Volunteers Make a Difference
Volunteering enables people to play an active role in their community and contribute to positive social change. At the heart of the Fourth Judicial District CASA Program are the volunteers. These individuals willingly donate their time to speak up for the children who need them the most. Appointed by the Family Court Judge, they advocate for the best interests of abused and neglected children. They are the lifeline and what drives the CASA program, so the question we face is: how do we sustain this vital force and keep it growing?
Sustaining a volunteer program is crucial to ensure no gaps in service. It begins with you. Word of mouth is one of the most important ways people learn about the program. Simply knowing about the program means an individual has it as an option when and if they decide to look for a way to get involved. When they do decide to get involved with Family Advocates’ CASA program, they will be met with a network of passionate and professional staff members available to provide guidance and support. They will begin their volunteer experience by receiving a solid foundation of volunteer training. All volunteers complete in-depth training to ensure they have the confidence and the tools to provide the best possible advocacy. Consistent communication via newsletters, emails, phone calls, on-line gatherings, and special events provide a connection even during these “virtual” times. Last but not least, because this work can be difficult, celebrating and recognizing outstanding efforts, outcomes, and advancements is an important part of the volunteer experience.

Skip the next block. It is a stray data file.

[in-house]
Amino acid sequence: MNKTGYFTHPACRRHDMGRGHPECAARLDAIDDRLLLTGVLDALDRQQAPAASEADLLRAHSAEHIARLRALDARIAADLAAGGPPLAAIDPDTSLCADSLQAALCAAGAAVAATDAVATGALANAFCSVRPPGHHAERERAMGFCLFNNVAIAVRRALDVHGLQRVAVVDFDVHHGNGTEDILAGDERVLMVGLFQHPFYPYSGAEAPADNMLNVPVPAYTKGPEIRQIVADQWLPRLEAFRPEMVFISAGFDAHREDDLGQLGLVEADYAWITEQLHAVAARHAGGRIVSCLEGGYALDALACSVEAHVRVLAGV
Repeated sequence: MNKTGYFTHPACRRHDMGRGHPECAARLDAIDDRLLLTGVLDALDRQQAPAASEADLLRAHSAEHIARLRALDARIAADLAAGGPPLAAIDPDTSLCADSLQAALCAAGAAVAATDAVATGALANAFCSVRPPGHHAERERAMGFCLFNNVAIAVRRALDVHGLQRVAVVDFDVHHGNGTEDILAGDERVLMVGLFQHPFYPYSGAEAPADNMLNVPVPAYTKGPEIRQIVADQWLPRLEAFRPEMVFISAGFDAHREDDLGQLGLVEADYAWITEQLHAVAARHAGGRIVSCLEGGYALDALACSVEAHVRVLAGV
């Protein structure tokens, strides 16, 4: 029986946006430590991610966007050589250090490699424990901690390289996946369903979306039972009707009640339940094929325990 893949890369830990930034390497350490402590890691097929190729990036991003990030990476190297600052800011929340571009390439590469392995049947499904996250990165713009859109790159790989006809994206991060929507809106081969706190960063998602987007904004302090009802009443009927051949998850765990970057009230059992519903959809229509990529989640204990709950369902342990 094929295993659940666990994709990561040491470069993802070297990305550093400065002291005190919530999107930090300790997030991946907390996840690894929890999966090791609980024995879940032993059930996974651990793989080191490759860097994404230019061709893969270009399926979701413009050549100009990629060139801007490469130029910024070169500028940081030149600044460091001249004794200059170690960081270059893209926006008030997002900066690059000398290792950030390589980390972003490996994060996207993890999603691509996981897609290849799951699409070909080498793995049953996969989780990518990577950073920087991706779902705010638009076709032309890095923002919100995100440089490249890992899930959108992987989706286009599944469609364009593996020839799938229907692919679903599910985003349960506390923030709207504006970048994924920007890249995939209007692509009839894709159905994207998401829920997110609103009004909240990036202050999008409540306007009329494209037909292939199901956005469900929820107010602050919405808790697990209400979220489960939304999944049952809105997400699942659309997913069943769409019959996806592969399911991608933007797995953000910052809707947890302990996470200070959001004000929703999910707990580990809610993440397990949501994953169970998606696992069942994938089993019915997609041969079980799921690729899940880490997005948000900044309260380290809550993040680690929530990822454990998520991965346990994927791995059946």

Growing a volunteer program means tapping into what motivates someone to do something. There’s never one single reason why we do something, and new folks come to Fourth CASA for a wide variety of reasons. There are both logical and emotional reasons why a CASA volunteer joins the cause. Some advocates will align their mission with Fourth CASA because of their passion for making a difference in children’s lives. Others will embrace the task because they bring the necessary logic to deal with complex topics objectively. Some come because they have the professional skillset to navigate through difficult situations. And some engage because they are looking for deeper meaning in their lives. Regardless of the motivating factors, becoming an advocate is an opportunity for all volunteers to grow emotionally, professionally, and intellectually.
Benjamin Franklin said, “Well done is better than well said.” In other words, take action!
Consider the recent program connection with the Basque Market. The owner was visiting some friends out of state who are CASA volunteers. When he returned, he found an email from the local CASA program randomly in his inbox. He took it as a sign to connect with the Fourth CASA Program, and now the program is the Basque Market’s “cause” for the months of March and April. To find out more about this event, click here.
There are an infinite number of possibilities when people communicate, connect, and take action. Connections are everywhere, and one can even change the trajectory of a child’s story.